Does Caffeine Have Any Hepatoprotective Properties?
Yes, in fact some people who have shown to be at high risk for liver disease have been shown to have less severe liver injury associated with increasing caffeine consumption. This may include people with obesity, hemochromatosis and alcoholisms. [source]
Because of this, people who drink coffee but want to quit caffeine may want to look into decaf coffee instead of cutting out coffee entirely, so that they can continue to benefit from its health protecting properties.
What Products Contain Caffeine, and How Much?
A tablet of Excedrin contains about sixty-five milligrams of caffeine while a regular strength caffeine tablet has about one hundred milligrams of caffeine. There are two hundred milligrams of caffeine in an extra-strength caffeine tablet.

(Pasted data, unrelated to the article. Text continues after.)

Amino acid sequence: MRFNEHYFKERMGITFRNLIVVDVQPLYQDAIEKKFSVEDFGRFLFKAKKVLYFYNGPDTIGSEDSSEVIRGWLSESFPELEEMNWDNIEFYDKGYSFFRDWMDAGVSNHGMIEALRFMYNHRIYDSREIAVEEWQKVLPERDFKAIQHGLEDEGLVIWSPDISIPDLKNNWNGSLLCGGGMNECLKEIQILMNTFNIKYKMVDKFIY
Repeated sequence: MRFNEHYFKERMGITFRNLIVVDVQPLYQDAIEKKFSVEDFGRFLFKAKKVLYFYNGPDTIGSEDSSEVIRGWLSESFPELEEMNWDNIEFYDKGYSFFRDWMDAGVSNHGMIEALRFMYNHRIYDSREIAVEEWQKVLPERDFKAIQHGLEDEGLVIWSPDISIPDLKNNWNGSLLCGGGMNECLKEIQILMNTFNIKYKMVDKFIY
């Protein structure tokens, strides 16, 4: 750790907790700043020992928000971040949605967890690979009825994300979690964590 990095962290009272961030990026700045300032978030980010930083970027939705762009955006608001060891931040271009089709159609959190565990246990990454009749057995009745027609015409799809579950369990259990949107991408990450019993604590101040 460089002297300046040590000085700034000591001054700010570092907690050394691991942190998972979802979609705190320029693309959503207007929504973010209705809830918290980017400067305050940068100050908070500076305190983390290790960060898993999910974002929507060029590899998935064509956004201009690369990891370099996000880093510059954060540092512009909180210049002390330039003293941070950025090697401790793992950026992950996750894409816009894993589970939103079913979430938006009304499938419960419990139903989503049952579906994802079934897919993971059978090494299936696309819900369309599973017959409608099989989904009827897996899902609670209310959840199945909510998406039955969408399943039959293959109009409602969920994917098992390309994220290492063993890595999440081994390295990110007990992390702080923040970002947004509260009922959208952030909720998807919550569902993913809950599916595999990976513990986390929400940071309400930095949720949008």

Another example of a common product with plenty of caffeine in it is chocolate. There are about ten milligrams of caffeine in an average milk chocolate bar. Dark chocolate, by comparison, may have about 30 milligrams of caffeine. There are some dark chocolate bars that have as much as 160 milligrams of caffeine so it can vary considerably by the type and the quality of the chocolate.
Six ounces of a typical green tea will contain about thirty milligrams of caffeine while the very same amount of black tea will have about fifty milligrams of caffeine.
Amount of Caffeine in Coffee continued: You will get about thirty-four milligrams of caffeine from 12 ounces of Coke while a Mountain Dew will give you a whopping 54 milligrams of caffeine. A Red Bull energy drink has about eighty milligrams of caffeine while a Monster energy drink has about 160 milligrams of caffeine.